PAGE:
It is true that youve been ignored for like ever but ive always been fond of you and i think that you shouldnt be ignored i promise that i wont ignore you again and im sorry if you feel ignored by other cats its their loss
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Posted April 4, 2014
Another--and her first--thrilling story you cannot put down! And yes, a lot of ingredients are similar: an immature young man with incompetent parents, interesting bad friends, a distinguished older mentor, lots of drugs, love, betrayal, suspense, tragedy, unthinkable actions...
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Posted September 12, 2009
This complex novel is slow-moving at times, but it is very rewarding. If you like this book, check out Carol Goodman's Lake of Dead Languages. Follow me on twitter!
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Posted July 18, 2014
I had high hopes for this book going into it, and wasn't disappointed. The storytelling was lush (I didn't even mind it being 800 pages), the descriptive passages stellar. Some of my friends were not happy with the book: there wasn't enough character growth to warrant the commitment. However, for me, I kept expecting it to get darker and bleaker at every turn, and was relieved to find it wasn't worse than what it was. Very absorbing read.Was this review helpful? Yes NoThank you for your feedback. Report this reviewThank you, this review has been flagged.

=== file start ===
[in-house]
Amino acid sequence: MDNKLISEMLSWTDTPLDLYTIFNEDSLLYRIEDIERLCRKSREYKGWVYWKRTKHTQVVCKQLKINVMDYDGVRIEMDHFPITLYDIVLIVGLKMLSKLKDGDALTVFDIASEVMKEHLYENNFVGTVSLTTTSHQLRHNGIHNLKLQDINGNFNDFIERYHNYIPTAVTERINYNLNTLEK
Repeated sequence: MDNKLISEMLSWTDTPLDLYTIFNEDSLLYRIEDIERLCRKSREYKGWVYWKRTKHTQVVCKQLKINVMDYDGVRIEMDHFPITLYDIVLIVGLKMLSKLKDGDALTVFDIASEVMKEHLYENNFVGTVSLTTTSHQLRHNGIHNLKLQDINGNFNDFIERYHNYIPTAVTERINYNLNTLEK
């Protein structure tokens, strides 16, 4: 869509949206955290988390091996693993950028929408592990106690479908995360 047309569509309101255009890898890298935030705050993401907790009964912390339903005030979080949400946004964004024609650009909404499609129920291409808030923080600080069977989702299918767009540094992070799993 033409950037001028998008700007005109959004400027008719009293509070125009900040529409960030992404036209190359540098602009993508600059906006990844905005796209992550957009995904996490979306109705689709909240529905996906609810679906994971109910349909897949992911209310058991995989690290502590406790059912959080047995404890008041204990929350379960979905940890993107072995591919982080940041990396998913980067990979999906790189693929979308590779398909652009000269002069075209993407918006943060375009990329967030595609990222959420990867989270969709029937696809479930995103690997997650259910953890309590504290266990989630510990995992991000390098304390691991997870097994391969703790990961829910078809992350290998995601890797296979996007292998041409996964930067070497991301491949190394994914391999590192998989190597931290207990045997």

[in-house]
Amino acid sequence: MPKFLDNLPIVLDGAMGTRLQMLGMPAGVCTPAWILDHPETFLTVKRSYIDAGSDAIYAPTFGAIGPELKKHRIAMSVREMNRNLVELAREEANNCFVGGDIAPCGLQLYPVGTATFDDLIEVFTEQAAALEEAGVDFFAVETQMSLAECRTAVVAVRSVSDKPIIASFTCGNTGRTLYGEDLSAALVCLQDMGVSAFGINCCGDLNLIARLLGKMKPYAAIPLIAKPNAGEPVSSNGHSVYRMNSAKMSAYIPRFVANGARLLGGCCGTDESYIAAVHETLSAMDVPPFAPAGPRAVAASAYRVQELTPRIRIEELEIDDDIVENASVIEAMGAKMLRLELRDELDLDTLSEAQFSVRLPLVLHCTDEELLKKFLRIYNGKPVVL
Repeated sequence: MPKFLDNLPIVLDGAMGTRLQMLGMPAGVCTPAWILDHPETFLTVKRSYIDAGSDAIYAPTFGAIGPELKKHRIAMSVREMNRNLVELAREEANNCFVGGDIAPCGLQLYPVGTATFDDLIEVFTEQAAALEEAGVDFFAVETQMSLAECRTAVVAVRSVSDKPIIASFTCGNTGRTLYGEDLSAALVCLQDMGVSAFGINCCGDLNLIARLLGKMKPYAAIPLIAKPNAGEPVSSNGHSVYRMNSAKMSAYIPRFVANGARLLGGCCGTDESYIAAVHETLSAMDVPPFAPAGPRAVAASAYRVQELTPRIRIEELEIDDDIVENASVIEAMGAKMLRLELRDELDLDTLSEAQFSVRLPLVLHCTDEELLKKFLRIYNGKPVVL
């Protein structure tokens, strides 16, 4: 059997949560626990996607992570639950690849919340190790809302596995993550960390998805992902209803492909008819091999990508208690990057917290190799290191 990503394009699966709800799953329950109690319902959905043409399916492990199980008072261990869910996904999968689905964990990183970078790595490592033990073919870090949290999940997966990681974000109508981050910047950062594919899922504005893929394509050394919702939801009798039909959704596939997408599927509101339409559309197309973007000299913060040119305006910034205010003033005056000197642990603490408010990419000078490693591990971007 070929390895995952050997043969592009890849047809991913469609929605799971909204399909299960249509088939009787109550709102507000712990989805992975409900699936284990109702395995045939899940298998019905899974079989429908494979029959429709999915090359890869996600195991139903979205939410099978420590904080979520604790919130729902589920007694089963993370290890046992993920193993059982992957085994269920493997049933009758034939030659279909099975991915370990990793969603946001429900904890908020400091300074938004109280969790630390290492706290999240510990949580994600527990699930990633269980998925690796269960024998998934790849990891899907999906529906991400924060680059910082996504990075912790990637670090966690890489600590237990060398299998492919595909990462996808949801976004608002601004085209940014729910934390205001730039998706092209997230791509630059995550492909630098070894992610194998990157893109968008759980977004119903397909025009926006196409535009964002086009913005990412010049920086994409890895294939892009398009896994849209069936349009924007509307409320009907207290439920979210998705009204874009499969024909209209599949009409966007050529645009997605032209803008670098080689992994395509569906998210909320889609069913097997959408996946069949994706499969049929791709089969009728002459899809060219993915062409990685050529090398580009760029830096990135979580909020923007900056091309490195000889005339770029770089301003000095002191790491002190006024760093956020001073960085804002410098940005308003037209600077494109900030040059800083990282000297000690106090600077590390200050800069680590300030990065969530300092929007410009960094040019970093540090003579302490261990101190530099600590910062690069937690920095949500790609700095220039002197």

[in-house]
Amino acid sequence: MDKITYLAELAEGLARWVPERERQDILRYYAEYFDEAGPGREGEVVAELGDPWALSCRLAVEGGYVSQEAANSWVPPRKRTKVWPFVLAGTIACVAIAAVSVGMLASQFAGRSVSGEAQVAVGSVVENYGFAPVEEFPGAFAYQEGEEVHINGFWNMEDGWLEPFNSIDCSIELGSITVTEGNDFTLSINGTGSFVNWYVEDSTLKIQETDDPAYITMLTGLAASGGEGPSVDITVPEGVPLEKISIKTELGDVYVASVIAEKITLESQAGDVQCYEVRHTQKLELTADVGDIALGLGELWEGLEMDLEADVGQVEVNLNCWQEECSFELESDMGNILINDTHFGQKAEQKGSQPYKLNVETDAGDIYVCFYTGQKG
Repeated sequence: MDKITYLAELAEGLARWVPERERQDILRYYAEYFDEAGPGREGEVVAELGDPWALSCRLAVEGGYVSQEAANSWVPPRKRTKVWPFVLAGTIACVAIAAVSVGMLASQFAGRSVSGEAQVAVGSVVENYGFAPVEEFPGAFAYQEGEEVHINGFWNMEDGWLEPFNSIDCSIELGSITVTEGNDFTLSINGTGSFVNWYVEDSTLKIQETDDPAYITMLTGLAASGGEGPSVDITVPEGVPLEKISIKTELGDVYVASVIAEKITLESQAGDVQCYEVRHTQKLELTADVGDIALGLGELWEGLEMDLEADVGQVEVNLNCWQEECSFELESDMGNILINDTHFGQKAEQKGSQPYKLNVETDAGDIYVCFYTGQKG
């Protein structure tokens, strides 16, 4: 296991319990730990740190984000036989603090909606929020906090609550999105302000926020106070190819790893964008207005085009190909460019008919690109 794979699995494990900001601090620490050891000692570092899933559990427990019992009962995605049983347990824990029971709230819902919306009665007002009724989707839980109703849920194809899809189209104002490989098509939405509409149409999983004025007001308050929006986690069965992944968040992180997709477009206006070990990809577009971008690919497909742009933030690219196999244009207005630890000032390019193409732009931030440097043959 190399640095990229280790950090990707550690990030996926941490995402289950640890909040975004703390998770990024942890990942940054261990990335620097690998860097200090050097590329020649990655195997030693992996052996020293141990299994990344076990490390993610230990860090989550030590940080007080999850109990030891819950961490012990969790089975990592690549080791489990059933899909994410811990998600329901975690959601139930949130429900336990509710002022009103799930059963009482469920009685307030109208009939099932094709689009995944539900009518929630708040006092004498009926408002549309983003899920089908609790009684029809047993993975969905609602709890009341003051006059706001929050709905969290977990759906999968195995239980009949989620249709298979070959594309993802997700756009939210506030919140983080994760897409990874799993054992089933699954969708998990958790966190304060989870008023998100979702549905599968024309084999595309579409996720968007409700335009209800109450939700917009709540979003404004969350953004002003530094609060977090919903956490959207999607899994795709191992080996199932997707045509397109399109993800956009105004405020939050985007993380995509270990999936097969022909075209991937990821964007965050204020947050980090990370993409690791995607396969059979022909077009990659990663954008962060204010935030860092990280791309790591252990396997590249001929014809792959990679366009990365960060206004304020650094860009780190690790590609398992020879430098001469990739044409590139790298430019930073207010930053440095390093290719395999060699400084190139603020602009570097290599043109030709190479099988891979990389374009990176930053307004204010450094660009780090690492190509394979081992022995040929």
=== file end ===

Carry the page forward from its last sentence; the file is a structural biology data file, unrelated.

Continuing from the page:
Posted July 16, 2014
This is a stunning work of a literary novel. I devoured this book in just two days. The characters in the book a rightfully endearing, very entertaining, that will have you swept away in the pages in no time. The professor is a delightful secretive person, who shares little with his students he seems to harbor for his own accord and doing. Donna Tartt, writes with such charisma and grace, she should be on every bookshelf in the world.Was this review helpful? Yes NoThank you for your feedback. Report this reviewThank you, this review has been flagged.
Posted July 9, 2014
A work that is the slowest moving piece of literature, that I have slogged through. Others may relish the relish the overly descriptive passages, but I found that it covered up the poor plot development. The author created a confused sense of time and place. Quite frankly, it is a disgusting story about disgusting people. About 75 pages into this drivel, I wished every character ceased to exist.Was this review helpful? Yes NoThank you for your feedback. Report this reviewThank you, this review has been flagged.